The Cleveland grand jury that declined to charge two police officers in the shooting death of 12-year-old Tamir Rice never actually took a vote on whether or not to bring charges, according to a published report.

An investigation by the alternative newsweekly Cleveland Scene opens major, if not confounding, questions of how the decision not to go forward with charges was reached.

On Dec. 28, Cuyahoga County prosecutor Timothy McGinty announced that the two officers, Timothy Loehmann and Frank Garmback would not stand trial in the death of the boy, who was shot to death in November 2014 when the officers’ patrol vehicle drove up to him after receiving a report of someone in a park with a firearm – which turned out to be a toy.

McGinty said the grand jury had “declined to indict” the officers. But the public assumption was that a “no bill” had been voted on, in other words the grand jury had decided not to bring charges. If they had, a “true bill” would have been their vote.

However, reporters from Cleveland Scene requested documentation of the “no bill” and were never given anything by the prosecutor’s office. They were told that such a record did not exist. A spokesman for the office told reporters that the record was non-existent because nothing had ever been voted on.

“This was an investigative grand jury. This was kind of their role. Sometimes, a grand jury, after its investigation, will decide if there are no votes to be taken on charges,” Joe Frolik, Cuyahoga County prosecutors office communications director told Cleveland Scene.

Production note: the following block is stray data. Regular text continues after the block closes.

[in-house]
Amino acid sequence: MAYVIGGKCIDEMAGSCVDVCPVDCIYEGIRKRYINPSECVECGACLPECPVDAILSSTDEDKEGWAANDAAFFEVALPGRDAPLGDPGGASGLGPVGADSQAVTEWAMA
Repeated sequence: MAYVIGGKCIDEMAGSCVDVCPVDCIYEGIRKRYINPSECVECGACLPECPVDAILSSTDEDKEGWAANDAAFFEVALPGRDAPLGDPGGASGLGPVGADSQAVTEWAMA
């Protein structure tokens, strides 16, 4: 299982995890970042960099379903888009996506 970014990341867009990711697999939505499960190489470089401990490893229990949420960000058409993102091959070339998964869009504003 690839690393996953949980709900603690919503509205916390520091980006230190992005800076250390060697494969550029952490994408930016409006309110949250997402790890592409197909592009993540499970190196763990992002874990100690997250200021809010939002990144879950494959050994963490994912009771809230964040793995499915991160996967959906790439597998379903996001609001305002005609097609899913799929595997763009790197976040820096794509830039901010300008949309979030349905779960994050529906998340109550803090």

But that still leaves it unclear how a decision against indicting materialized and why the grand jury produced neither a “true bill” or a “no bill.”

“If there was no vote on a bill in this case, the prosecutor might have influenced that —- he might have said there’s no reason to even vote because we all agree, or something — but it’s still the grand jury’s decision,” Professor Jonathan Witmer-Rich from the Cleveland-Marshall College of Law at Cleveland State University explained to the newspaper. “It ultimately has the power to consider the facts as they’re aware of. Because of grand jury secrecy rules, though, we can’t know what happened inside that room.”

What will happen with the Tamir Rice case is uncertain. A federal investigation into the case has been launched and the boy’s family has sued Loehmann and Garmback for wrongful death.

Still, Cuyahoga County Common Please Court Administrative and Presiding Judge Andrew J. Russo told reporters that he intended to find out from Judge Nancy McDonnell, who presided over the grand jury, exactly what was filed.

“If it is true that the prosecutor didn’t even call for an up or down vote on potential criminal charges, including aggravated murder, then it is truly the ultimate insult to the Rice family,” said Rice family attorney Subodh Chandra, “that the prosecutor didn’t even think it mattered to bring the grand jury proceedings to their proper conclusion.”

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